Also, the customer’s digital journey accelerated in a short period of time, said McKay, which coincided with the retailer’s journey to meet customer needs as they shifted into the digital space. In 2019, 7-Eleven Australia won the NACS Asian Convenience Retail Technology Award for its innovative 7-Eleven Fuel App that allowed users to lock in the best local fuel price at one of the 520-plus 7-Eleven fuel stores throughout the country. Today, through the My 7-Eleven app, users can access the same feature.

The company is also testing a mobile payment feature that allows customers to scan and pay for items through the My 7-Eleven app. “Like many convenience stores, the queue can be your enemy,” McKay said, adding that most people spend about 90 seconds inside a 7-Eleven store. “We’re giving people the option to pay on the app and completely bypass the queue.”

Lastly, store format innovation has not slowed for 7-Eleven Australia. The company operates a 65-square-meter cashierless store in an office building that caters to food occasions for workplace environments.

“Coffee is king in our stores with office workers,” McKay said. Another cashierless store located in Brisbane on the 23rd floor of a skyscraper exclusively serves “office-bound” call center operators who occupy three floors of the building.

“We still believe that in the midst of a pandemic we should be opening stores,” said McKay.

But First, Coffee

Haydn Tierney, managing director of Bowser Bean Café—Vantage Fuels, was inspired by Melbourne’s unique café scene to create a service-station format that appeals to coffee customers.

The retailer operates Bowser Bean concepts in 31 bp- and Shell-branded stations in Southeast Australia. The sites have traditional Australian food and coffee offers located in smaller towns. “We haven’t had to compete with the larger QSR brands,” Tierney said, which helped the company establish its food offer of burgers, sandwiches and slushies in these markets.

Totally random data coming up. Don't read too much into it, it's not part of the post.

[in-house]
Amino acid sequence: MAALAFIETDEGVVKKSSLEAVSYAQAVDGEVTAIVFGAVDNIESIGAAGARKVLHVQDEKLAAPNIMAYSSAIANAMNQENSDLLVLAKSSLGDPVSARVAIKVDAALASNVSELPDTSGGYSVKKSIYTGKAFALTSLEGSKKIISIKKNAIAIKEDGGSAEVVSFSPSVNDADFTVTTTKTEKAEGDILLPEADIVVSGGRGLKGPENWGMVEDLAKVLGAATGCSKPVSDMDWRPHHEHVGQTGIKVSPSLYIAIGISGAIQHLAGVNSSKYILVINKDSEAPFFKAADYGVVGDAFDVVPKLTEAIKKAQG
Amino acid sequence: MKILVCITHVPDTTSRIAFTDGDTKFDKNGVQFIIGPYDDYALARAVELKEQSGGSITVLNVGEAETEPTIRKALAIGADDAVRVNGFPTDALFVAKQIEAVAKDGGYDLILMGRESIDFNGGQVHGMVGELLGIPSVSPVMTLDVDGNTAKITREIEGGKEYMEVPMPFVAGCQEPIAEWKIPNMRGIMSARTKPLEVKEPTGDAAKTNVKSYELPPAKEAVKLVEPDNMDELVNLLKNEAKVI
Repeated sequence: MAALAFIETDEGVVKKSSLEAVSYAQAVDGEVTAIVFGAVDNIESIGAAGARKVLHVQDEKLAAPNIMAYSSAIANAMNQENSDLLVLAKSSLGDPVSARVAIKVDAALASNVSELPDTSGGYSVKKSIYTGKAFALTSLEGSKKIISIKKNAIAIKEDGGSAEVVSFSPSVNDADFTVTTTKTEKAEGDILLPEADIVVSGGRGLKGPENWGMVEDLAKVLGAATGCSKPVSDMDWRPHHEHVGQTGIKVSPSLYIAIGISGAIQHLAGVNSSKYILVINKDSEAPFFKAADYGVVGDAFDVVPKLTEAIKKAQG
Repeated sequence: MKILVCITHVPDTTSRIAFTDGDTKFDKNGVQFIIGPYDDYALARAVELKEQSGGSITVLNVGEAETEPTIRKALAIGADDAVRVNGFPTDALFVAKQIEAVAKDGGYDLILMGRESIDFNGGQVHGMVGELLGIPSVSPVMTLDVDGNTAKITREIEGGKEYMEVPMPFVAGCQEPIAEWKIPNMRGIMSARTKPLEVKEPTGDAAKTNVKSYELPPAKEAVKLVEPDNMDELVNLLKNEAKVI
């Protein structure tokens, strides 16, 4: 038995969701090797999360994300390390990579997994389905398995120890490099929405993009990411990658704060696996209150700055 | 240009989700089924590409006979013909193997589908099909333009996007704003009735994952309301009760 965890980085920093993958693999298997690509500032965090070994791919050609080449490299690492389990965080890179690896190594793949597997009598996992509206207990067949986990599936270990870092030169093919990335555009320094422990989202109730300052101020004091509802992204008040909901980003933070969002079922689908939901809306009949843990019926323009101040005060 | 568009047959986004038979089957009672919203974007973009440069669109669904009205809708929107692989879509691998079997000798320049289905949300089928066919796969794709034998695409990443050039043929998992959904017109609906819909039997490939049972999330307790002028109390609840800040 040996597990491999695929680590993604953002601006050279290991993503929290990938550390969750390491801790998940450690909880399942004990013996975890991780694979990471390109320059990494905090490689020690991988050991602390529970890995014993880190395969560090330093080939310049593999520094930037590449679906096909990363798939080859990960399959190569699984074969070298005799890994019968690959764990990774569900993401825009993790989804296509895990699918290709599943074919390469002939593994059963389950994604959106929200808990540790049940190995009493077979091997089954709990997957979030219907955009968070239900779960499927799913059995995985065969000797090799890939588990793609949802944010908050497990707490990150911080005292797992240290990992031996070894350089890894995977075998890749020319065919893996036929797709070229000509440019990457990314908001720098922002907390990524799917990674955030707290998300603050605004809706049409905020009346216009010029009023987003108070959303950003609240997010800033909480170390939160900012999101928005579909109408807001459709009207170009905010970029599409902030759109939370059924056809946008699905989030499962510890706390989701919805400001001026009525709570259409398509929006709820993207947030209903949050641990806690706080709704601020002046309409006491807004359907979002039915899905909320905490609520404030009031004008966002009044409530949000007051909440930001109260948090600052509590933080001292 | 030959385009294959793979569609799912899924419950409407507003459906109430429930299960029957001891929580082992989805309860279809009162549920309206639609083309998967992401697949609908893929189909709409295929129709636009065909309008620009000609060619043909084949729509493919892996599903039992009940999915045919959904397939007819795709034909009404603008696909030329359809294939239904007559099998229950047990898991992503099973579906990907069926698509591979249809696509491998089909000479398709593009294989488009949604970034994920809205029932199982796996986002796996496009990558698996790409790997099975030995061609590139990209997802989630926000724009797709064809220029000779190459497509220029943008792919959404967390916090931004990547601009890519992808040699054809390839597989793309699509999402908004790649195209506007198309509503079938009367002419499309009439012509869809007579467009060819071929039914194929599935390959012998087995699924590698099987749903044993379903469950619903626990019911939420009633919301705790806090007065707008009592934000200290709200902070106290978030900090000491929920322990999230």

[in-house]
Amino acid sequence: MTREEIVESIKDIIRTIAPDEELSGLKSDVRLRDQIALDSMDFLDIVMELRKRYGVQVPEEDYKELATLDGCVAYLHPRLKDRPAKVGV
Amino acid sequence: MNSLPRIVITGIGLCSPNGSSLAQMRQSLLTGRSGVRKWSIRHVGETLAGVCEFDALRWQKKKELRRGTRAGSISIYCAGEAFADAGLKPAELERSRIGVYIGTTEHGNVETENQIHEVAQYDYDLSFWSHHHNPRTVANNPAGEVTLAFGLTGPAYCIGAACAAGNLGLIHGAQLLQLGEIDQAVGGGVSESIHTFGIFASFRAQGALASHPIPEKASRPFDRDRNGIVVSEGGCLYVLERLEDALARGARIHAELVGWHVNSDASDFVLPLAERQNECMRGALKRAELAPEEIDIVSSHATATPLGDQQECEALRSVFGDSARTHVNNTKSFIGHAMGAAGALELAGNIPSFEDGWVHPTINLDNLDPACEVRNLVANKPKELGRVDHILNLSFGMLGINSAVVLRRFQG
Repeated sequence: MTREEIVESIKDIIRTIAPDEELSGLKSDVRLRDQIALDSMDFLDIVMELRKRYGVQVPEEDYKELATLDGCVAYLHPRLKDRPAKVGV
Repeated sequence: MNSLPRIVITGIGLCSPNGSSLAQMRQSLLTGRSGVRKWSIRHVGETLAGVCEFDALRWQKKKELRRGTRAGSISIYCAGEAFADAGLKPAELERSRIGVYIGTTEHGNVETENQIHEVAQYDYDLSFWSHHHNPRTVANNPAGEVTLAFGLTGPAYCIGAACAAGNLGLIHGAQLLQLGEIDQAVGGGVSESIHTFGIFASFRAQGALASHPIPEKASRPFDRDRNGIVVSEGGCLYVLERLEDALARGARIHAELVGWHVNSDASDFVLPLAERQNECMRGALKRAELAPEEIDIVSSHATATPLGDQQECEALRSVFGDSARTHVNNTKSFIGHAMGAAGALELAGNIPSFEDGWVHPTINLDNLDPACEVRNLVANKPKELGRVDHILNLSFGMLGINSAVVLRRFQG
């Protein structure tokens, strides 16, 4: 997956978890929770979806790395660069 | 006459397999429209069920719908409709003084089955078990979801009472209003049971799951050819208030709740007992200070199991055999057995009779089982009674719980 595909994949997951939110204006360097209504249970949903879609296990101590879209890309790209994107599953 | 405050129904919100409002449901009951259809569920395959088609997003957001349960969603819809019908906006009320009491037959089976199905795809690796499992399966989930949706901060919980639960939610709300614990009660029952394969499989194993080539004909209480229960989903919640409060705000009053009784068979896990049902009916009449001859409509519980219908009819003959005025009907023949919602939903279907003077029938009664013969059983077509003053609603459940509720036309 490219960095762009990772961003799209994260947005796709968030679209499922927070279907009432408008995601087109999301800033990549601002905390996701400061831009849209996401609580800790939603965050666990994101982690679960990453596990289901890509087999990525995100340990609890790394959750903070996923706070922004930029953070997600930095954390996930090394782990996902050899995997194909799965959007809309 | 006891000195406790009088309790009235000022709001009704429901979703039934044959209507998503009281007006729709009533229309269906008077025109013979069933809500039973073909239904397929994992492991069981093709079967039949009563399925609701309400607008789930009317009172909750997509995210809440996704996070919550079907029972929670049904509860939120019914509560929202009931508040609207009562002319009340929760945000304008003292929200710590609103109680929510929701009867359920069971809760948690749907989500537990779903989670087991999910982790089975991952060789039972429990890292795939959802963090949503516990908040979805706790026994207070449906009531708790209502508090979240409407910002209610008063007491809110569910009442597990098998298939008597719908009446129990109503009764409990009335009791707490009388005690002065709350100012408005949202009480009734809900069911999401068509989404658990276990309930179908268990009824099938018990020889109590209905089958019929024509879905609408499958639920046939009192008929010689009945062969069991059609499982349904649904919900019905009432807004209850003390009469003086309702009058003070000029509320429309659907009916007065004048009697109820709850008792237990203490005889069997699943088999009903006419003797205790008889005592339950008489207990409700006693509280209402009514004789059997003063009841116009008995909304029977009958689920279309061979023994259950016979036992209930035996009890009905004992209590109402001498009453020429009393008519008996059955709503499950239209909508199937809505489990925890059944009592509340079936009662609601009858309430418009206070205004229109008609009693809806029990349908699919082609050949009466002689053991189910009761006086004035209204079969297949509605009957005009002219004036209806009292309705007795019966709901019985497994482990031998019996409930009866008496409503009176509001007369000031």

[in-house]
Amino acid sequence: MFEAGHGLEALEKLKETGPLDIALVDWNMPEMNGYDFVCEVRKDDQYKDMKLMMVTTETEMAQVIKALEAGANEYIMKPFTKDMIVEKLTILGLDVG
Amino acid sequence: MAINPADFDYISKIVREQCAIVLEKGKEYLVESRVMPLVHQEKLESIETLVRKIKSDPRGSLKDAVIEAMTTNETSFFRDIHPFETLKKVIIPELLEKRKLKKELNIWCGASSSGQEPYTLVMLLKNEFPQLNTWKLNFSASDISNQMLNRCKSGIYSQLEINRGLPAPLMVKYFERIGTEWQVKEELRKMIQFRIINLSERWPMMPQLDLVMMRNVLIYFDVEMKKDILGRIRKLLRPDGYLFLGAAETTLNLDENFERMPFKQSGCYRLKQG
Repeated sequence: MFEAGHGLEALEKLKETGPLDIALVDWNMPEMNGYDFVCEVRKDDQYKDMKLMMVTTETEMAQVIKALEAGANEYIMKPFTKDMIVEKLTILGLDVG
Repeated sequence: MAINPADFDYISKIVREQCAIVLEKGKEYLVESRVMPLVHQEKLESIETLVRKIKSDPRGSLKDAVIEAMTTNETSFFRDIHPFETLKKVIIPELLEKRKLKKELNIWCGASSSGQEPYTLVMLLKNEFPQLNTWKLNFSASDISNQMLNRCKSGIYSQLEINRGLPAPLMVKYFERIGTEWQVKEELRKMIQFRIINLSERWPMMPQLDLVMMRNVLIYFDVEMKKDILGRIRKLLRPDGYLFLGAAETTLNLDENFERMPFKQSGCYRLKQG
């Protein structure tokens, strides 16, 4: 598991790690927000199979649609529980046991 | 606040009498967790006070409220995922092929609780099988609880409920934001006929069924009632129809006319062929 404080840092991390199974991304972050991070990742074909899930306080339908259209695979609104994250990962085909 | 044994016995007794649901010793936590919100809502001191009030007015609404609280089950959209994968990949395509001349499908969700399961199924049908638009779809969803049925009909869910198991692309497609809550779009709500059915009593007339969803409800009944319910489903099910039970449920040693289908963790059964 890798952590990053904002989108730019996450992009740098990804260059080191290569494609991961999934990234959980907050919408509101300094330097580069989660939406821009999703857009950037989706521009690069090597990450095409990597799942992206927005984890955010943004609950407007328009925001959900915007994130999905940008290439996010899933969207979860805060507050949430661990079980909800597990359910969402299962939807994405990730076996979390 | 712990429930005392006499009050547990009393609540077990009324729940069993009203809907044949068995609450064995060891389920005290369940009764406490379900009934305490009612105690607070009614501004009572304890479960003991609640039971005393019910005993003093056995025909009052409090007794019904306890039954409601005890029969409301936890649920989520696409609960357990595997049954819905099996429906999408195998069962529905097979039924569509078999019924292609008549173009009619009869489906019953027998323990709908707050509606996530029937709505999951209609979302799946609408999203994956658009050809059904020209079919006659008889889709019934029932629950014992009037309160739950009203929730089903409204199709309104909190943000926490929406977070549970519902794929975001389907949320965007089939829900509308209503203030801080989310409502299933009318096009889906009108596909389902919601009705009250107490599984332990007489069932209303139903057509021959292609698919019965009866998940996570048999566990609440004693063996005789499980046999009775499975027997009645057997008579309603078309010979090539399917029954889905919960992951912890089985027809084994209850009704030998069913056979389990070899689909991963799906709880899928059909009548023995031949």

“Australia has a booming coffee culture. We take our coffee seriously and it’s a very diverse and well-developed café market,” Tierney said, adding that Starbucks is gaining a strong foothold in the Australian market, which is dominated by local and small cafés. “To communicate to our customer that we take our coffee very seriously, we fit out [design] our service station as if they were premium cafés,” featuring ample and comfortable seating, washing stations and free Wi-Fi, he said.

In the next episode of Shop Talk LIVE, “SPAR International–A Global Perspective,” SPAR International’s Managing Director Tobias Wasmuht and Head of Brand Gary Harris will take attendees on a tour of SPAR stores around the world. Register today for the March 19 webinar.

For more on convenience retailing in Australia, be sure to read “Convenience Down Under” and “Life After Lockdown” in NACS Magazine.

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Chris Blasinsky is the NACS content communications strategist at NACS.